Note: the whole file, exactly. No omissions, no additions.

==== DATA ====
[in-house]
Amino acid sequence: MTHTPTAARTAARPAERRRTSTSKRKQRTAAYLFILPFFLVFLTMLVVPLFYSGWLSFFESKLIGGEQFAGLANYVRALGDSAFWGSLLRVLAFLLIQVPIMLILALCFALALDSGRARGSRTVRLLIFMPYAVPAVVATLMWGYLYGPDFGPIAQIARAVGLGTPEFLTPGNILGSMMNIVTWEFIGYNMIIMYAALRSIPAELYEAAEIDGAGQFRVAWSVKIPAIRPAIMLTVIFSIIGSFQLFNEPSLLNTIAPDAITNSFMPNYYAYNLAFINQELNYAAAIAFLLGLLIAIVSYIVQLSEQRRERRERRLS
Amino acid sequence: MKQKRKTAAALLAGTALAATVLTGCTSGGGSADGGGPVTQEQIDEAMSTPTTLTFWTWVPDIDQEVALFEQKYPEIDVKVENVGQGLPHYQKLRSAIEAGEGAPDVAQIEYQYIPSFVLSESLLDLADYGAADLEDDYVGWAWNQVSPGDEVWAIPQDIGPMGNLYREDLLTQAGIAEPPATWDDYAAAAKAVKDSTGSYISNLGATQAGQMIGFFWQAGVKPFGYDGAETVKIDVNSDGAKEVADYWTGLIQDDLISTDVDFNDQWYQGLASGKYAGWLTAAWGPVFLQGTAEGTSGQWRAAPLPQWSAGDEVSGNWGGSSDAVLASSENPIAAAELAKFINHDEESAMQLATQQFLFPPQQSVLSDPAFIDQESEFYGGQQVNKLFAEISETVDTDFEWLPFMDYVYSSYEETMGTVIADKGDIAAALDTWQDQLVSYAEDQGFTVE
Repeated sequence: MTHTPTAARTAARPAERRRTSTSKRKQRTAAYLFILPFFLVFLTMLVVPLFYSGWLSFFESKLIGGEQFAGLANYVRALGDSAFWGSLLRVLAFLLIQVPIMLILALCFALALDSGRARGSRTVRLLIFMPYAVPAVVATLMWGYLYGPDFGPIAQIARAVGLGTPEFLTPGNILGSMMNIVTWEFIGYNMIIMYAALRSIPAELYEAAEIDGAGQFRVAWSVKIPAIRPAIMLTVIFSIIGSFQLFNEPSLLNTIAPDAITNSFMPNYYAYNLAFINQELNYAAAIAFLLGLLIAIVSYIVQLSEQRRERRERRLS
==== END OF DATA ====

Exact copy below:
[in-house]
Amino acid sequence: MTHTPTAARTAARPAERRRTSTSKRKQRTAAYLFILPFFLVFLTMLVVPLFYSGWLSFFESKLIGGEQFAGLANYVRALGDSAFWGSLLRVLAFLLIQVPIMLILALCFALALDSGRARGSRTVRLLIFMPYAVPAVVATLMWGYLYGPDFGPIAQIARAVGLGTPEFLTPGNILGSMMNIVTWEFIGYNMIIMYAALRSIPAELYEAAEIDGAGQFRVAWSVKIPAIRPAIMLTVIFSIIGSFQLFNEPSLLNTIAPDAITNSFMPNYYAYNLAFINQELNYAAAIAFLLGLLIAIVSYIVQLSEQRRERRERRLS
Amino acid sequence: MKQKRKTAAALLAGTALAATVLTGCTSGGGSADGGGPVTQEQIDEAMSTPTTLTFWTWVPDIDQEVALFEQKYPEIDVKVENVGQGLPHYQKLRSAIEAGEGAPDVAQIEYQYIPSFVLSESLLDLADYGAADLEDDYVGWAWNQVSPGDEVWAIPQDIGPMGNLYREDLLTQAGIAEPPATWDDYAAAAKAVKDSTGSYISNLGATQAGQMIGFFWQAGVKPFGYDGAETVKIDVNSDGAKEVADYWTGLIQDDLISTDVDFNDQWYQGLASGKYAGWLTAAWGPVFLQGTAEGTSGQWRAAPLPQWSAGDEVSGNWGGSSDAVLASSENPIAAAELAKFINHDEESAMQLATQQFLFPPQQSVLSDPAFIDQESEFYGGQQVNKLFAEISETVDTDFEWLPFMDYVYSSYEETMGTVIADKGDIAAALDTWQDQLVSYAEDQGFTVE
Repeated sequence: MTHTPTAARTAARPAERRRTSTSKRKQRTAAYLFILPFFLVFLTMLVVPLFYSGWLSFFESKLIGGEQFAGLANYVRALGDSAFWGSLLRVLAFLLIQVPIMLILALCFALALDSGRARGSRTVRLLIFMPYAVPAVVATLMWGYLYGPDFGPIAQIARAVGLGTPEFLTPGNILGSMMNIVTWEFIGYNMIIMYAALRSIPAELYEAAEIDGAGQFRVAWSVKIPAIRPAIMLTVIFSIIGSFQLFNEPSLLNTIAPDAITNSFMPNYYAYNLAFINQELNYAAAIAFLLGLLIAIVSYIVQLSEQRRERRERRLS